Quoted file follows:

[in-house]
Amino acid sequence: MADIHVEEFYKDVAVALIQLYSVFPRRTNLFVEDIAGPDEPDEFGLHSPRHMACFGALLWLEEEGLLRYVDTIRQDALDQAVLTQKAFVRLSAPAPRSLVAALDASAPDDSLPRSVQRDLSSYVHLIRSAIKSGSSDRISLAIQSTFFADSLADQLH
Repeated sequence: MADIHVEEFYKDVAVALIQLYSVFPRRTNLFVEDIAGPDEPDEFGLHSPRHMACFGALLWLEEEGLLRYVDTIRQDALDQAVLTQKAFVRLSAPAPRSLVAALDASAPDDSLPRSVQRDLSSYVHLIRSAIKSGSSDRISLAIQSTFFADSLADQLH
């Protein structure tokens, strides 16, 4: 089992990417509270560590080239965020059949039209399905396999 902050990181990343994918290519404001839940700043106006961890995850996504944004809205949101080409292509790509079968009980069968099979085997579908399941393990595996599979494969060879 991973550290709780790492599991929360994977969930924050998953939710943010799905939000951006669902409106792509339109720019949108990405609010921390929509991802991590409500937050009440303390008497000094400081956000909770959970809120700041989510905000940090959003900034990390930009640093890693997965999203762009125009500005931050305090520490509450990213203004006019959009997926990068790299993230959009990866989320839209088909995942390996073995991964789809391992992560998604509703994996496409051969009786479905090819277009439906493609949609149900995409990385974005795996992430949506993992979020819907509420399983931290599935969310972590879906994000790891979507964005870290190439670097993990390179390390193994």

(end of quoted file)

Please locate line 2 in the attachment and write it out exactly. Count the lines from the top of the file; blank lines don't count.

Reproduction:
Amino acid sequence: MADIHVEEFYKDVAVALIQLYSVFPRRTNLFVEDIAGPDEPDEFGLHSPRHMACFGALLWLEEEGLLRYVDTIRQDALDQAVLTQKAFVRLSAPAPRSLVAALDASAPDDSLPRSVQRDLSSYVHLIRSAIKSGSSDRISLAIQSTFFADSLADQLH